Homepage | Archives | Calendar of Events | Exploring Akron | Lawn & Garden | Death Notices | People & Places | Faith & Worship | Get email news alerts | About Us

Former Coventry treasurer explains open enrollment costs

4/4/2013 - South Side Leader
      permalink bookmark

By Letter to the Editor

To the editor:

Responding to James Howe’s letter to the editor in the March 22, 2013, issue [“Resident suggests open enrollment not paying for itself”], I offer the following comments.

Mr. Howe suggests that the taxpayers are “coughing up” $3.6 million for open enrollment students, money that he assumes could be used elsewhere. His example, however, is not as simple as he believes.

The per pupil expense calculation he quoted of $8,835.61 per student actually includes total expenses from all available funds, not just property taxes and state funding. There are other revenue sources included in the expense per pupil that are too numerous and complicated to list. It is a far more complex scenario than the simplistic way Mr. Howe used to blame open enrollment for his opposition to this bond/levy issue.

An even greater explanation for the district’s financial condition is the state basic aid funding method. Coventry is considered a wealthy district by the state, and we are all aware that this is not true. However, our funding is based on this misconception.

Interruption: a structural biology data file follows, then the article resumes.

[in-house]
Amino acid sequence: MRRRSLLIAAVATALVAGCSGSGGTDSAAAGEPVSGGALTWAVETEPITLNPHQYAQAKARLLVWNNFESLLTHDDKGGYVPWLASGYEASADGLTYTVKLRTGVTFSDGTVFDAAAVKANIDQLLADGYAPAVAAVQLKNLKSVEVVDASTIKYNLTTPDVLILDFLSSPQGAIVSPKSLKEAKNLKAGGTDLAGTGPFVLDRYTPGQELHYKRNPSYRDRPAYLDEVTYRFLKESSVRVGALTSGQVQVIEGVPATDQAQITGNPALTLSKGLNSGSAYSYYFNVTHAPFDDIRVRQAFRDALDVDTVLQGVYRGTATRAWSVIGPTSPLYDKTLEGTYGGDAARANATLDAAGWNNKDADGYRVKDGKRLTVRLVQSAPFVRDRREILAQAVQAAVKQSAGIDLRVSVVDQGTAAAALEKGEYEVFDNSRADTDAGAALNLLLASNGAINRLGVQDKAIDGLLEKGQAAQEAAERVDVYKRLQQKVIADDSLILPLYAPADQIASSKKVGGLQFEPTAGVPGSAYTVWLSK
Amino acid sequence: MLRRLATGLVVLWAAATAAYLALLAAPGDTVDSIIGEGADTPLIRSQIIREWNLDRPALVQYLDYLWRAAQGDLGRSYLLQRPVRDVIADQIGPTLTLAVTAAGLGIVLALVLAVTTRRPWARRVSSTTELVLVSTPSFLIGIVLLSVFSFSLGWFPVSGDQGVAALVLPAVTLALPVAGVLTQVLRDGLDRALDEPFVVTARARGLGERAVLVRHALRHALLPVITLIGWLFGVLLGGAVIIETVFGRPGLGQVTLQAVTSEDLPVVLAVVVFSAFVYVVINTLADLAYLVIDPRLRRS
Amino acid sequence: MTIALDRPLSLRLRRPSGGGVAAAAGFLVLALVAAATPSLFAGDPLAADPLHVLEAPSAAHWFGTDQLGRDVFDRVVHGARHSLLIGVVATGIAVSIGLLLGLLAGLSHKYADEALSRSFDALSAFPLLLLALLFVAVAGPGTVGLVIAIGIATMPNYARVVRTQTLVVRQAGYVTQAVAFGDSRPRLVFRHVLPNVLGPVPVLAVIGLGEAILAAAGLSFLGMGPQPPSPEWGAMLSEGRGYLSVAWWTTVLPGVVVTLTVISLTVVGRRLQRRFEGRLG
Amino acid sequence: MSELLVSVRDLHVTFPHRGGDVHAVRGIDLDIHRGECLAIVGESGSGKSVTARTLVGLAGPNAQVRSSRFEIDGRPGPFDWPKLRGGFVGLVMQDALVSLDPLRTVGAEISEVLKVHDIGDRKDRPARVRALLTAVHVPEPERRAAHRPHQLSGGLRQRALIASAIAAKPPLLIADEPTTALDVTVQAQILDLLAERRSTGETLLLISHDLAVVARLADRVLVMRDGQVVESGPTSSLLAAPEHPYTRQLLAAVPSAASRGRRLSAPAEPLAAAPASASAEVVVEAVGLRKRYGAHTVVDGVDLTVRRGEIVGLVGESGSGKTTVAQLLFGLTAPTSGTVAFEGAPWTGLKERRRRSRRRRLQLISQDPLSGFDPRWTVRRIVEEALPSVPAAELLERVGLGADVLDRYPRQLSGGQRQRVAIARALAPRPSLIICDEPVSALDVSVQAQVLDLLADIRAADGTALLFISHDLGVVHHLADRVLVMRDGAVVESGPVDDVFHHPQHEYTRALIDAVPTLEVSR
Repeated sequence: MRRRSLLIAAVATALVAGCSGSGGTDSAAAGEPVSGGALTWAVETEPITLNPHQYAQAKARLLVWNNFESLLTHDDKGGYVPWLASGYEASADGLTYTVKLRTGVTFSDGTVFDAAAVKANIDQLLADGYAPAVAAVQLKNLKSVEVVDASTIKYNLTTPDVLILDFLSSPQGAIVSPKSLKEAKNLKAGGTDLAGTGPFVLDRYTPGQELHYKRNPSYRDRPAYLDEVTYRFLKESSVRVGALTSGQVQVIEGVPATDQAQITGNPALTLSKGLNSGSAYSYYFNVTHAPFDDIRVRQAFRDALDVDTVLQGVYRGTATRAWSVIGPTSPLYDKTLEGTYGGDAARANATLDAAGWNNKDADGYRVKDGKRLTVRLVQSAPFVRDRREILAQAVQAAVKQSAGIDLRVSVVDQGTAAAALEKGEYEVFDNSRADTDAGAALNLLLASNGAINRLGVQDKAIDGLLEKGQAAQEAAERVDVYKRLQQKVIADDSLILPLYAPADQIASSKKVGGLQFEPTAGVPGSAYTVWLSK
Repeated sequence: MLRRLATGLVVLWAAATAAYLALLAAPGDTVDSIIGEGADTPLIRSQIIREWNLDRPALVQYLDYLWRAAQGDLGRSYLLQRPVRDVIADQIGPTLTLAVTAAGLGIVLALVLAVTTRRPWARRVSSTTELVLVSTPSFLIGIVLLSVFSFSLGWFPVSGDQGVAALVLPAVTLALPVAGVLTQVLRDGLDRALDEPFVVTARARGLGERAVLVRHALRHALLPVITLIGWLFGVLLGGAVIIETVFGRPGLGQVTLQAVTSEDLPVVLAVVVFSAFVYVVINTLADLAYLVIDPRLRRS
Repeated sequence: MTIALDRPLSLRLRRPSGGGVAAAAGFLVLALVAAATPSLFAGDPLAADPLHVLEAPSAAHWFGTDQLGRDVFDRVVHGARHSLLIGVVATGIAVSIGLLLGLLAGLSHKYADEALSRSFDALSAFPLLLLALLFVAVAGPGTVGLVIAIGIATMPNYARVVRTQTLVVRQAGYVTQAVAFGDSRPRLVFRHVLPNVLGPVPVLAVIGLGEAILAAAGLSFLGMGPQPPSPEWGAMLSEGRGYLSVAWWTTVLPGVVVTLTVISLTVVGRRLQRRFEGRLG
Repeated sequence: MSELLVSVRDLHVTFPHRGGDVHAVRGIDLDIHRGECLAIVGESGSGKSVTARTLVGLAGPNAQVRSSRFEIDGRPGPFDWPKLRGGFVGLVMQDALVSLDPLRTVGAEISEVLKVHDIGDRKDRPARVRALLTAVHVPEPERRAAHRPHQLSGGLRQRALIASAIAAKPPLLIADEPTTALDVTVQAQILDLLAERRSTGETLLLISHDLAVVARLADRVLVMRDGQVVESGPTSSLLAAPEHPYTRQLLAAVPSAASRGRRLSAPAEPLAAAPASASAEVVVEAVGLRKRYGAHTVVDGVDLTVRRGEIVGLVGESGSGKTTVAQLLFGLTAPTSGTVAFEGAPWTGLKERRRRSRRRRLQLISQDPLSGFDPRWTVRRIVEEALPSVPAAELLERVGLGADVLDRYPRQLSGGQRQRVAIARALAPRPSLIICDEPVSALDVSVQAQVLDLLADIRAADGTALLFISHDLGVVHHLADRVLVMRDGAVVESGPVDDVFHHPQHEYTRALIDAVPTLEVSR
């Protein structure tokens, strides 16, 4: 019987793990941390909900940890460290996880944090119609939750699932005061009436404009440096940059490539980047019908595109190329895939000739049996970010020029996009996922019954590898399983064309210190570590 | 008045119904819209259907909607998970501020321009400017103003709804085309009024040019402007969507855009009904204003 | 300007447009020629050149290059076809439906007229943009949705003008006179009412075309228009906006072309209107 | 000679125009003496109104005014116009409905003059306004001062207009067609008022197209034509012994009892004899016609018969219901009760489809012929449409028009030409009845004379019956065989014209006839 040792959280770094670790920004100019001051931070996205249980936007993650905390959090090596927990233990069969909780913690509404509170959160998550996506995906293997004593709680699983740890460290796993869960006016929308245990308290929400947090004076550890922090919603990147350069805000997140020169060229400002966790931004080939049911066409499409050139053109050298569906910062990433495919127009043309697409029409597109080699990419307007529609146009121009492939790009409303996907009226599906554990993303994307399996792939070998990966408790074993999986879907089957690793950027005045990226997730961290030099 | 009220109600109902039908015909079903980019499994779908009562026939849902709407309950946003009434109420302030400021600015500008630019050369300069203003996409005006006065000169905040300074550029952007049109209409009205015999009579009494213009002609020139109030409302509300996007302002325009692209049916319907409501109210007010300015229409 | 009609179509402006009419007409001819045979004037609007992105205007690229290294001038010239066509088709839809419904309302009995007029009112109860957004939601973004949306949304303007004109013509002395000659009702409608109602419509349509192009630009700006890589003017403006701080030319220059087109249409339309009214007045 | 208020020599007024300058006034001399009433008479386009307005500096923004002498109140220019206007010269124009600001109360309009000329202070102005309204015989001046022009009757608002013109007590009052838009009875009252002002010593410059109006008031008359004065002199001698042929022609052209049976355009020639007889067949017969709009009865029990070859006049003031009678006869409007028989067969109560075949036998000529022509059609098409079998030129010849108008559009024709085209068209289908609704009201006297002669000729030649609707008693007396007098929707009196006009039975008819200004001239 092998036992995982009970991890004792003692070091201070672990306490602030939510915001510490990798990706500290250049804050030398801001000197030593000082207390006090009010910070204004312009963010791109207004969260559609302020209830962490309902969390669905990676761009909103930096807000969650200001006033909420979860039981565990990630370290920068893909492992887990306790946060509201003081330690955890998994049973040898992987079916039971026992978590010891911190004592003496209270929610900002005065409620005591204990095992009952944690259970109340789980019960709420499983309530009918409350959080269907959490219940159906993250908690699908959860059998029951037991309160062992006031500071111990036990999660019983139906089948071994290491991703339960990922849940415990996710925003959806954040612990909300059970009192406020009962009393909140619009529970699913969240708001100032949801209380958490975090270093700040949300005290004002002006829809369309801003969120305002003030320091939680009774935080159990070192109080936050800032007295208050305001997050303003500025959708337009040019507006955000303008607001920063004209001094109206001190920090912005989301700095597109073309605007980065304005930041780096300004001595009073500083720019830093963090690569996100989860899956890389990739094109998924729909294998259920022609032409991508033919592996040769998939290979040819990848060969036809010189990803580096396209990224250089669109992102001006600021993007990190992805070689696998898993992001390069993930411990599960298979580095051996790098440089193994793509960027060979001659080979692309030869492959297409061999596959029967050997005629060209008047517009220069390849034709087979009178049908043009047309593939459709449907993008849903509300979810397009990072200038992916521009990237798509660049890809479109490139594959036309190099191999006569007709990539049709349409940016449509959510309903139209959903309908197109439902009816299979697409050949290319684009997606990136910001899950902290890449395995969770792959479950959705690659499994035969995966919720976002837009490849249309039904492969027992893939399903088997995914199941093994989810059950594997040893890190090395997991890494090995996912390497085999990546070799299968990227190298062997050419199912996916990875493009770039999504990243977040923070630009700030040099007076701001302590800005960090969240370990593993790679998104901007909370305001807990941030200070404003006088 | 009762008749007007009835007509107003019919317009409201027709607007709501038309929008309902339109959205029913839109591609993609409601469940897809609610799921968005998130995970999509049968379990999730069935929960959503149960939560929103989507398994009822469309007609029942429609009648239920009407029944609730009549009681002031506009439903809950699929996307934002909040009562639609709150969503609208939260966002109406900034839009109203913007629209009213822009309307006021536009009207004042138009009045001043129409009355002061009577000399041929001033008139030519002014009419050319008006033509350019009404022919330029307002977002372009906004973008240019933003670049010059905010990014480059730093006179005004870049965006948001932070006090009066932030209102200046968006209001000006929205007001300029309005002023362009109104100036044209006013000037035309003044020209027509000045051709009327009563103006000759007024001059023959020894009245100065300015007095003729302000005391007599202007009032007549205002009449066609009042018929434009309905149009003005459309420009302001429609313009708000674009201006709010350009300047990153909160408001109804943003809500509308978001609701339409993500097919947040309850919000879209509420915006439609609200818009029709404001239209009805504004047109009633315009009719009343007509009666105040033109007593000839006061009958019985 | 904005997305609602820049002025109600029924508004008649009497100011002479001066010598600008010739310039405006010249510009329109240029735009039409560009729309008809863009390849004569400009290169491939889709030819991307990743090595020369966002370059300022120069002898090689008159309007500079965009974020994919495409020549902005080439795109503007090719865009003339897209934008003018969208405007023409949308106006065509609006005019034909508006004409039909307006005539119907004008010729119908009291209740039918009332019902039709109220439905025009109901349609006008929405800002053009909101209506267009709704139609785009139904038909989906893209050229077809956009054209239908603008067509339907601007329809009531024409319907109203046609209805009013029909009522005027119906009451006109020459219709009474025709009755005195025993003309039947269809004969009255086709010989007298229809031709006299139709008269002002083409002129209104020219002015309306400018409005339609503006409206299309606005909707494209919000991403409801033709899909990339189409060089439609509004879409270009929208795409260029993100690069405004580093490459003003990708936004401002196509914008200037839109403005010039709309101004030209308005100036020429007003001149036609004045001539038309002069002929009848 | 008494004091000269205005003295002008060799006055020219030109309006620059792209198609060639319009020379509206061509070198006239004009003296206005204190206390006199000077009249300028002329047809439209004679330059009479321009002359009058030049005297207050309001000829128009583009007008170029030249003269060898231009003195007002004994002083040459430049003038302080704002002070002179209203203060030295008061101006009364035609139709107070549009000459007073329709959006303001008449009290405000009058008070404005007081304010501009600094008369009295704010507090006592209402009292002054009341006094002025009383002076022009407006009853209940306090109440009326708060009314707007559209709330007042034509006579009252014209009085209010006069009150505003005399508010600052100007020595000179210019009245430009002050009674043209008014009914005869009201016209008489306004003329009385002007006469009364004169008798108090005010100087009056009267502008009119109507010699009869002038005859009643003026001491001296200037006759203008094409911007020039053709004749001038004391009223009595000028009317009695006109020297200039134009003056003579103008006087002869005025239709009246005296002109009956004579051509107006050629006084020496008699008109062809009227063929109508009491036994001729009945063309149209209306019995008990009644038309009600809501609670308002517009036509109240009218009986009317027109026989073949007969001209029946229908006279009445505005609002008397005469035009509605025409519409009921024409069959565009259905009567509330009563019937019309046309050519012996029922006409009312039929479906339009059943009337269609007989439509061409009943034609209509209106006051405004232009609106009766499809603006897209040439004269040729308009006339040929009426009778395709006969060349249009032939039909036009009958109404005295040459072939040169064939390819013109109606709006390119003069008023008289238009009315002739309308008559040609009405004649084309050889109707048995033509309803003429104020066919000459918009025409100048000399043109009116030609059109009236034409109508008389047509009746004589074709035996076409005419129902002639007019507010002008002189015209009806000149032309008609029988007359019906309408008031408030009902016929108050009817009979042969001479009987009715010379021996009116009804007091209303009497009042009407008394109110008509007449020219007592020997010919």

Using property values as the basis, the state reduces the gross amount funded for resident students. While we receive 100 percent of the per pupil amount for open enrollment students, we receive only 64 percent of the per pupil amount for our resident students. Our reduction is $207,366 per pupil for 1,534.83 students, or a total of $3,182,711. The state expects the reduced amount to be funded at the local level.

So based on this information, is Mr. Howe’s calculated “deficit” from open enrollment causing our financial problems, or is the “deficit” actually within the state formula that reduces our per pupil funding for resident students? Are the taxpayers “coughing up” $3.1 million instead of the state? Further, there are 160 resident students attending elsewhere that costs an additional $862,652 reduction in state funding.

It is time to stop using open enrollment as an excuse to deny the district the help it needs. Open enrollment provides competition, more program opportunities and a better overall education than a 1,500-student district could provide. Open enrollment is a benefit to Coventry, both financially and educationally.

Isn’t the education and future of our children and community supposed to be our top priority? Must we be so territorial in educating students? Is this not a perfect example of “it takes a village to raise a child?” All Ohio districts with open enrollment face this unchangeable funding dilemma. We simply can’t keep saying no because we are personally angry about a situation over which we have no control.

It isn’t the open enrollment students that are costing us; it’s the flaw in the funding system by the state. We simply cannot wait for that to change. Our kids can’t wait. We now have a chance to get $11 million from the state for a project we could never do on our own. It’s time to approve the funds that must be provided at the local level in order to accomplish this goal!

We need to vote yes! Vote Yes on the Coventry Local School District bond and levy issue in the May 7 Primary Election.

Lee Ann Weisenmiller, retired treasurer, Coventry Local School District

      permalink bookmark